Providing mental health support for children and young people in schools
Emeritus Professor Alan Glasper, from the University of Southampton, discusses a new initiative from NHS England/NHS Improvement to improve mental health support for children and young people in schools
It is now clear that children and young people of school age are susceptible to changes in their mental health caused directly or indirectly by the ongoing COVID-19 pandemic. The actions necessary to slow the spread of the virus have caused major disruption to children's school and home lives over the past year.
The roles of schools in mitigating these psychological effects of the pandemic are vital in protecting children from the long-term consequences of this societal catastrophe. The NHS now aspires to accelerate its mental health support for children and young people and in May 2021, in recognition of the effects of the pandemic on the mental health of children and young people, it was announced that more than a million children were to be given access to NHS mental health support at school (NHS England/NHS Improvement, 2021a).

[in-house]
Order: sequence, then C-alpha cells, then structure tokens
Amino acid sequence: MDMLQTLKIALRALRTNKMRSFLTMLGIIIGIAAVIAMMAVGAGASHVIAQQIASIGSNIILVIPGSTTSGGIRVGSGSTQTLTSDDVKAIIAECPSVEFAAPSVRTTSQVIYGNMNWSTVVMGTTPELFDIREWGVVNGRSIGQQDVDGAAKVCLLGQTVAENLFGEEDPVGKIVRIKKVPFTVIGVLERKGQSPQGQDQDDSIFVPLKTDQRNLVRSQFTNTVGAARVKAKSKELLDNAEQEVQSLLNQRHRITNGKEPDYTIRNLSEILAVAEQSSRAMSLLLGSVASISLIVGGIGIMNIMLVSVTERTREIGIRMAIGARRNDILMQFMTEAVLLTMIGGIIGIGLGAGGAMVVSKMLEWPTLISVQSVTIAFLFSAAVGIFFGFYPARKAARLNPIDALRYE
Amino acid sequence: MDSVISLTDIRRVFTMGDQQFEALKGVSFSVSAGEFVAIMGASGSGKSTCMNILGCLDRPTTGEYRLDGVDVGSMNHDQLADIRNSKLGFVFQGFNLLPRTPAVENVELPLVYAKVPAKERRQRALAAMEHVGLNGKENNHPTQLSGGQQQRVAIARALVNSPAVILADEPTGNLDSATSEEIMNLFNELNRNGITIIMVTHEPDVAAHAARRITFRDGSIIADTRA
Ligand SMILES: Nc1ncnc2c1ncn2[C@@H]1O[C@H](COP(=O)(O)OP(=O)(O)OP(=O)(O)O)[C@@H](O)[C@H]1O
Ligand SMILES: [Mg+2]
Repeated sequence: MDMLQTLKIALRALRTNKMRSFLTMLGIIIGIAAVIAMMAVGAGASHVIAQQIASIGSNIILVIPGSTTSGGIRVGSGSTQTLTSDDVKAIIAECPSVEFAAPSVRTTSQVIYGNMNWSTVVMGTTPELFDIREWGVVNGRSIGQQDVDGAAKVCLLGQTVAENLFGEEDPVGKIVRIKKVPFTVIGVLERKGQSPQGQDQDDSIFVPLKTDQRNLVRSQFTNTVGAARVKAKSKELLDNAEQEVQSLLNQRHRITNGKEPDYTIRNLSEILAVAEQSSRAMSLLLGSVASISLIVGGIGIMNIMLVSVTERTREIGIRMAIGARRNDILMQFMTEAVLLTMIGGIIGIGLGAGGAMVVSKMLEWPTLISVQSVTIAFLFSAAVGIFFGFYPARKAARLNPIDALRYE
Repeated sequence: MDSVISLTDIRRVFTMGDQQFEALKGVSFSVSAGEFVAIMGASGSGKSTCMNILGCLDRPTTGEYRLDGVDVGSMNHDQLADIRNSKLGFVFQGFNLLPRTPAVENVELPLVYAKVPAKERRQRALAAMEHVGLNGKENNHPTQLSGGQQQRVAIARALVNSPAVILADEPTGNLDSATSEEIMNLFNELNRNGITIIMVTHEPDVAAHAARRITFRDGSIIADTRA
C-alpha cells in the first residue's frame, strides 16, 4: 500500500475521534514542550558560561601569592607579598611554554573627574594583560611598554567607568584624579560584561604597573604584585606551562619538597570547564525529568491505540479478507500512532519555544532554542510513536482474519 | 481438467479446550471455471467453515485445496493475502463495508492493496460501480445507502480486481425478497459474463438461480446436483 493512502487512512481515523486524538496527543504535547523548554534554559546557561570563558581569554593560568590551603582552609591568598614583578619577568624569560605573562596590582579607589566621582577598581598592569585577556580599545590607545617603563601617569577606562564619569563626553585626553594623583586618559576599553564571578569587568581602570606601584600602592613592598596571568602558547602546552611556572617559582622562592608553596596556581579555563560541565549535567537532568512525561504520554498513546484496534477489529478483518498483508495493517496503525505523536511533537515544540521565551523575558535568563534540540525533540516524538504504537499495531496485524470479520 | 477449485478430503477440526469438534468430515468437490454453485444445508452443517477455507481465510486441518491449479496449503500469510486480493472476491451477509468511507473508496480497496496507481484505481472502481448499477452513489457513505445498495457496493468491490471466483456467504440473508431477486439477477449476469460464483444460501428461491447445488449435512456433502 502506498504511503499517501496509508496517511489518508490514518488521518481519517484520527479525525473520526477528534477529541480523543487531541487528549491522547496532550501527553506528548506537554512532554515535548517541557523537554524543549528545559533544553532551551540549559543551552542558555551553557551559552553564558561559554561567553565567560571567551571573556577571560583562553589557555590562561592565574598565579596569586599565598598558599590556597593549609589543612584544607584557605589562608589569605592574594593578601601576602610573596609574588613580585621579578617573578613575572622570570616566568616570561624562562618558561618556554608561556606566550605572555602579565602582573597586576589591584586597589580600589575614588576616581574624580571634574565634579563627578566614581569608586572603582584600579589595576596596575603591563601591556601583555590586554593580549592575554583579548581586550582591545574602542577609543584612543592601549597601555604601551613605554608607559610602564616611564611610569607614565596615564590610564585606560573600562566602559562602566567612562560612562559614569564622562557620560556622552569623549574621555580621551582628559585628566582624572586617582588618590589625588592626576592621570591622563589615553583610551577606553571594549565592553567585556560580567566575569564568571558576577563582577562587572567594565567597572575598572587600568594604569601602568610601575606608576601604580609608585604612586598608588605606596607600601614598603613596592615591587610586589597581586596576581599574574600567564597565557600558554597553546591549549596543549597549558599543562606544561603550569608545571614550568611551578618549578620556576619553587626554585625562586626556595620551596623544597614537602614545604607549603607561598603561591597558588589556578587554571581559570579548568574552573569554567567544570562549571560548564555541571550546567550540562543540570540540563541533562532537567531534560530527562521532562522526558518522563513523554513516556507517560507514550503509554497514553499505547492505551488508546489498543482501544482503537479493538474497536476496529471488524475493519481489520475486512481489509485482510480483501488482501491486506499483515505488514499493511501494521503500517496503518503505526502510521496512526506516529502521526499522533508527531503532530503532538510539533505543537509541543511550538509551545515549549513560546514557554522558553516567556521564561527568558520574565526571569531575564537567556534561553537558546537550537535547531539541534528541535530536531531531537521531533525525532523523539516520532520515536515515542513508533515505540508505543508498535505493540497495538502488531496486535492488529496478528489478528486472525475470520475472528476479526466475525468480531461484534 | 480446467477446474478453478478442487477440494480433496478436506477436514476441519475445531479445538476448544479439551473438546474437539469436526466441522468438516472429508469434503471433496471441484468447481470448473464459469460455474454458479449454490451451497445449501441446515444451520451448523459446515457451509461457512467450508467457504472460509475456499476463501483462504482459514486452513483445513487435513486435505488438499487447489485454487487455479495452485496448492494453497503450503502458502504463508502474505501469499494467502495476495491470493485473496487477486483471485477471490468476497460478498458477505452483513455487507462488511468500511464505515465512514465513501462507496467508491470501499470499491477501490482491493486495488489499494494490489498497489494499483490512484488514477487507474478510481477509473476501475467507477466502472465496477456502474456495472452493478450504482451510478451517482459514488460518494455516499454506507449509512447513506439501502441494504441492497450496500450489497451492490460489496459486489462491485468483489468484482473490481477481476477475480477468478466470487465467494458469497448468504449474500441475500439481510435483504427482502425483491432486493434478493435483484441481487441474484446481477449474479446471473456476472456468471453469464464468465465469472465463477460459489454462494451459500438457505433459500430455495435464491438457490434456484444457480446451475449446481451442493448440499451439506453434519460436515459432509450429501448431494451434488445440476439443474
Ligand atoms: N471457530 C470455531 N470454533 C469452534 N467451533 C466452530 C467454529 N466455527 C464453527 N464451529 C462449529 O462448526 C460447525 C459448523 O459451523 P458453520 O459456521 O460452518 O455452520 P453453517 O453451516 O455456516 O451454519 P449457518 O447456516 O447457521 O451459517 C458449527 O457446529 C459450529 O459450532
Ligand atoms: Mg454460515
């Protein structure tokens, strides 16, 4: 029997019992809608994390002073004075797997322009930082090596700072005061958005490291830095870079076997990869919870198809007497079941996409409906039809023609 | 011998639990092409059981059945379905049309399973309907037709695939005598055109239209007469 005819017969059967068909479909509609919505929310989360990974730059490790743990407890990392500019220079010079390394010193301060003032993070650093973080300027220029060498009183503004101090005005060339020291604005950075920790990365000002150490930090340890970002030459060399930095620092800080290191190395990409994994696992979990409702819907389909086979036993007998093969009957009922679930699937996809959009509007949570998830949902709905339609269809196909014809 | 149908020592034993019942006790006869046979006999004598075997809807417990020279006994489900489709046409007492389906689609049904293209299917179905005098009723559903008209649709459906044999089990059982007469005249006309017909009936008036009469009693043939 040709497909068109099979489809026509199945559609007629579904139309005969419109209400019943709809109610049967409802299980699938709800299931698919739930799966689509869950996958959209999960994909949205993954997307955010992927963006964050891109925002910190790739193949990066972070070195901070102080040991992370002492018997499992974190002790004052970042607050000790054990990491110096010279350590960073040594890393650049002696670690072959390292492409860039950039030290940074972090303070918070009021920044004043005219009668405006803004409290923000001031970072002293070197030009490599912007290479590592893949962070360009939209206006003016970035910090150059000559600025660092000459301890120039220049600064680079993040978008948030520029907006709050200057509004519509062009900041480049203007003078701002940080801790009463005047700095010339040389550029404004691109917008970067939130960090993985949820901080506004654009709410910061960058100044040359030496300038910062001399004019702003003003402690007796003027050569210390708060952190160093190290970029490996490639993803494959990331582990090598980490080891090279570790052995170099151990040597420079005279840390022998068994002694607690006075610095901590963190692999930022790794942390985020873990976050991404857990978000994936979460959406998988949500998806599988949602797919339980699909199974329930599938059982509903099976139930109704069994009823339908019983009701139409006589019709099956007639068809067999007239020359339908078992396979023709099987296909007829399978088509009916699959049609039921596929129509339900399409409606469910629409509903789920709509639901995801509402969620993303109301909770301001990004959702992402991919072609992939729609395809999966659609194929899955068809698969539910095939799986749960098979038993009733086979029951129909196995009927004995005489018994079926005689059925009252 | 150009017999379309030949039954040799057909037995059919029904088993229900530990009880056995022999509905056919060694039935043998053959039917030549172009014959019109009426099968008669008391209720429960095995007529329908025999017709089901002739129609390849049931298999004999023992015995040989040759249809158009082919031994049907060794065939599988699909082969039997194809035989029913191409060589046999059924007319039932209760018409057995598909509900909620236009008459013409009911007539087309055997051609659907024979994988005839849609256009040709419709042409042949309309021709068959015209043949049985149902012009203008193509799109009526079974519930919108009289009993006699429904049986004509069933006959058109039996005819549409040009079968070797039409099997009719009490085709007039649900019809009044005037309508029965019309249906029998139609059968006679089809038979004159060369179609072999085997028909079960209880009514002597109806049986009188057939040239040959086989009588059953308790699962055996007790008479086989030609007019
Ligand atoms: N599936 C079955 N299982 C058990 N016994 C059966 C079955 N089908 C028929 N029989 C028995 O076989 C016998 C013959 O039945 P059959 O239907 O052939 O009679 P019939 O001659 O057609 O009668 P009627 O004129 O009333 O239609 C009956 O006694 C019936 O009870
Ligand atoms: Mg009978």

The NHS England report shows that mental health issues among children in England aged 5–16 years have risen from one in 10 in 2017 to around one in six in the summer of 2020. More than one in four children has had trouble sleeping while one in 10 often or always felt lonely during the pandemic.
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